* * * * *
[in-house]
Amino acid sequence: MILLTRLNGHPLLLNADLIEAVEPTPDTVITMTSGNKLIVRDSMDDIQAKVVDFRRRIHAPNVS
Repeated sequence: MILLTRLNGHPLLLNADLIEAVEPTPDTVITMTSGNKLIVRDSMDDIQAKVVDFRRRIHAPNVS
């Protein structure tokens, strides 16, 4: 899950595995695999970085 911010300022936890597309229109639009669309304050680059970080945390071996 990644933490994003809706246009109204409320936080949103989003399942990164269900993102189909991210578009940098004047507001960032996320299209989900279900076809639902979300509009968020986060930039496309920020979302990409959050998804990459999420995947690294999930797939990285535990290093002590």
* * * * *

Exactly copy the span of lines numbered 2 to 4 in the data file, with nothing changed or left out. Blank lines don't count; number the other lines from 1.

Amino acid sequence: MILLTRLNGHPLLLNADLIEAVEPTPDTVITMTSGNKLIVRDSMDDIQAKVVDFRRRIHAPNVS
Repeated sequence: MILLTRLNGHPLLLNADLIEAVEPTPDTVITMTSGNKLIVRDSMDDIQAKVVDFRRRIHAPNVS
């Protein structure tokens, strides 16, 4: 899950595995695999970085 911010300022936890597309229109639009669309304050680059970080945390071996 990644933490994003809706246009109204409320936080949103989003399942990164269900993102189909991210578009940098004047507001960032996320299209989900279900076809639902979300509009968020986060930039496309920020979302990409959050998804990459999420995947690294999930797939990285535990290093002590």